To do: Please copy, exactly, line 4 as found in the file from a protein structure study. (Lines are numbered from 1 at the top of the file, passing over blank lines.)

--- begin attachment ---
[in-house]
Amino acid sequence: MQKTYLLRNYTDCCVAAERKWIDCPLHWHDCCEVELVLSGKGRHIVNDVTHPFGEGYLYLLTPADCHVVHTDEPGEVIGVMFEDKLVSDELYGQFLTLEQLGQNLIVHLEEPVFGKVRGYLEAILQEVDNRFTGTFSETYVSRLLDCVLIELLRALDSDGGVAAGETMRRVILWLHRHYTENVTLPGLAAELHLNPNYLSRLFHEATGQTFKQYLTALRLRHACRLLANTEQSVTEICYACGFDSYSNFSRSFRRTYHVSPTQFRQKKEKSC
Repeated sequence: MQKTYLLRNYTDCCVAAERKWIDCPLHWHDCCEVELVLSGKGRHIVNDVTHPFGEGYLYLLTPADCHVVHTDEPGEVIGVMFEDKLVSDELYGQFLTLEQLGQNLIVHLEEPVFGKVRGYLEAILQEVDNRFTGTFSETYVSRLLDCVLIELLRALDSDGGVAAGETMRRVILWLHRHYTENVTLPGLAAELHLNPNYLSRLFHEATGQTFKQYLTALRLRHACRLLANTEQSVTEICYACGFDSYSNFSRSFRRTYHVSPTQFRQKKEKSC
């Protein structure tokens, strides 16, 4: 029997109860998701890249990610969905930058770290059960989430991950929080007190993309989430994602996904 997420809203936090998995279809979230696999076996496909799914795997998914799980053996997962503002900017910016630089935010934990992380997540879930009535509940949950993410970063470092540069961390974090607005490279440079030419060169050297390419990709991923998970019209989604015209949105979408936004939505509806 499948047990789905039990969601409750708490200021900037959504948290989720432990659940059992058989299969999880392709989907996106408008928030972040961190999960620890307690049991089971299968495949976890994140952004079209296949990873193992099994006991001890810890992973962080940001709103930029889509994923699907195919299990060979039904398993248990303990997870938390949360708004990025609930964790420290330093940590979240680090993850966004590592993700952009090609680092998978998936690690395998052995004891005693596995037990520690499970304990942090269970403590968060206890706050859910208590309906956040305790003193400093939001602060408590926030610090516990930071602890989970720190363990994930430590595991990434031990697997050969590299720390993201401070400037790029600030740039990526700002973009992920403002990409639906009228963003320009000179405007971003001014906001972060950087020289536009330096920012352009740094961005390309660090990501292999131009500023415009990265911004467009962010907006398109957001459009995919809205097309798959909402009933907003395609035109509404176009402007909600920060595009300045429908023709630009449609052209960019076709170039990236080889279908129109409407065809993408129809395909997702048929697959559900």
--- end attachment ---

């Protein structure tokens, strides 16, 4: 029997109860998701890249990610969905930058770290059960989430991950929080007190993309989430994602996904 997420809203936090998995279809979230696999076996496909799914795997998914799980053996997962503002900017910016630089935010934990992380997540879930009535509940949950993410970063470092540069961390974090607005490279440079030419060169050297390419990709991923998970019209989604015209949105979408936004939505509806 499948047990789905039990969601409750708490200021900037959504948290989720432990659940059992058989299969999880392709989907996106408008928030972040961190999960620890307690049991089971299968495949976890994140952004079209296949990873193992099994006991001890810890992973962080940001709103930029889509994923699907195919299990060979039904398993248990303990997870938390949360708004990025609930964790420290330093940590979240680090993850966004590592993700952009090609680092998978998936690690395998052995004891005693596995037990520690499970304990942090269970403590968060206890706050859910208590309906956040305790003193400093939001602060408590926030610090516990930071602890989970720190363990994930430590595991990434031990697997050969590299720390993201401070400037790029600030740039990526700002973009992920403002990409639906009228963003320009000179405007971003001014906001972060950087020289536009330096920012352009740094961005390309660090990501292999131009500023415009990265911004467009962010907006398109957001459009995919809205097309798959909402009933907003395609035109509404176009402007909600920060595009300045429908023709630009449609052209960019076709170039990236080889279908129109409407065809993408129809395909997702048929697959559900």